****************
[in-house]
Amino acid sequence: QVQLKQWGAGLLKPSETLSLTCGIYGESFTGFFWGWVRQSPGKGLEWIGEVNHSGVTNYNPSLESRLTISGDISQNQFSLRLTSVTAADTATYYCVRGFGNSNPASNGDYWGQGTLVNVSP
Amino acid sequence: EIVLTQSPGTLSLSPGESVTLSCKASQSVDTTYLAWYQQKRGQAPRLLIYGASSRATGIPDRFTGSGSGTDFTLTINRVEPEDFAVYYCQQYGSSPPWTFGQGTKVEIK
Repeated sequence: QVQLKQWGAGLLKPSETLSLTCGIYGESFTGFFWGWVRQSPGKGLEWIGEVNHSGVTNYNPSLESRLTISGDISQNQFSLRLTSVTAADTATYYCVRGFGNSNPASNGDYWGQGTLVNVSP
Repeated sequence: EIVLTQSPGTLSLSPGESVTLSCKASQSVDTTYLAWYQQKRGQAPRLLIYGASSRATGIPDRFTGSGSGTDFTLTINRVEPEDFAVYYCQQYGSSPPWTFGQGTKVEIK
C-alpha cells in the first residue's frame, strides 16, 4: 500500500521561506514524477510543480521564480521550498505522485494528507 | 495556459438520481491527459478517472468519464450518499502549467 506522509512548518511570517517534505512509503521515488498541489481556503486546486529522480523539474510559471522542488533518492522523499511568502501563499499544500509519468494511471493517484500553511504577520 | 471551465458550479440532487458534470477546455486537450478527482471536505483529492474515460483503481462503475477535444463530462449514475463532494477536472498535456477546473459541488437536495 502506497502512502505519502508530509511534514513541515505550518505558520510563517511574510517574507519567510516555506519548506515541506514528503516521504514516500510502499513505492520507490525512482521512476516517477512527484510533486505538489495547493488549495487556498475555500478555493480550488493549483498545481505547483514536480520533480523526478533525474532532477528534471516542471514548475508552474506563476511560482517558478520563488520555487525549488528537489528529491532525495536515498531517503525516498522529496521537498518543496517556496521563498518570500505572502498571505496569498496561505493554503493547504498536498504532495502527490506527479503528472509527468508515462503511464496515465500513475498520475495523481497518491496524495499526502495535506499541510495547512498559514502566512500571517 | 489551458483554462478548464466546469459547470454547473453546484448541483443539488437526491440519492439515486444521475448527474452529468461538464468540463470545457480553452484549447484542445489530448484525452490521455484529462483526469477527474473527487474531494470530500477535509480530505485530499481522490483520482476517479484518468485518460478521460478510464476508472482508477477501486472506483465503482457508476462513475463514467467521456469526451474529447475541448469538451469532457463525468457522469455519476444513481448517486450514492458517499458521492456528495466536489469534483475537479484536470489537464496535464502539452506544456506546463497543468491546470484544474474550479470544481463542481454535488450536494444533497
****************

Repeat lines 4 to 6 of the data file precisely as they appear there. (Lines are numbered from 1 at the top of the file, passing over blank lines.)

Repeated sequence: QVQLKQWGAGLLKPSETLSLTCGIYGESFTGFFWGWVRQSPGKGLEWIGEVNHSGVTNYNPSLESRLTISGDISQNQFSLRLTSVTAADTATYYCVRGFGNSNPASNGDYWGQGTLVNVSP
Repeated sequence: EIVLTQSPGTLSLSPGESVTLSCKASQSVDTTYLAWYQQKRGQAPRLLIYGASSRATGIPDRFTGSGSGTDFTLTINRVEPEDFAVYYCQQYGSSPPWTFGQGTKVEIK
C-alpha cells in the first residue's frame, strides 16, 4: 500500500521561506514524477510543480521564480521550498505522485494528507 | 495556459438520481491527459478517472468519464450518499502549467 506522509512548518511570517517534505512509503521515488498541489481556503486546486529522480523539474510559471522542488533518492522523499511568502501563499499544500509519468494511471493517484500553511504577520 | 471551465458550479440532487458534470477546455486537450478527482471536505483529492474515460483503481462503475477535444463530462449514475463532494477536472498535456477546473459541488437536495 502506497502512502505519502508530509511534514513541515505550518505558520510563517511574510517574507519567510516555506519548506515541506514528503516521504514516500510502499513505492520507490525512482521512476516517477512527484510533486505538489495547493488549495487556498475555500478555493480550488493549483498545481505547483514536480520533480523526478533525474532532477528534471516542471514548475508552474506563476511560482517558478520563488520555487525549488528537489528529491532525495536515498531517503525516498522529496521537498518543496517556496521563498518570500505572502498571505496569498496561505493554503493547504498536498504532495502527490506527479503528472509527468508515462503511464496515465500513475498520475495523481497518491496524495499526502495535506499541510495547512498559514502566512500571517 | 489551458483554462478548464466546469459547470454547473453546484448541483443539488437526491440519492439515486444521475448527474452529468461538464468540463470545457480553452484549447484542445489530448484525452490521455484529462483526469477527474473527487474531494470530500477535509480530505485530499481522490483520482476517479484518468485518460478521460478510464476508472482508477477501486472506483465503482457508476462513475463514467467521456469526451474529447475541448469538451469532457463525468457522469455519476444513481448517486450514492458517499458521492456528495466536489469534483475537479484536470489537464496535464502539452506544456506546463497543468491546470484544474474550479470544481463542481454535488450536494444533497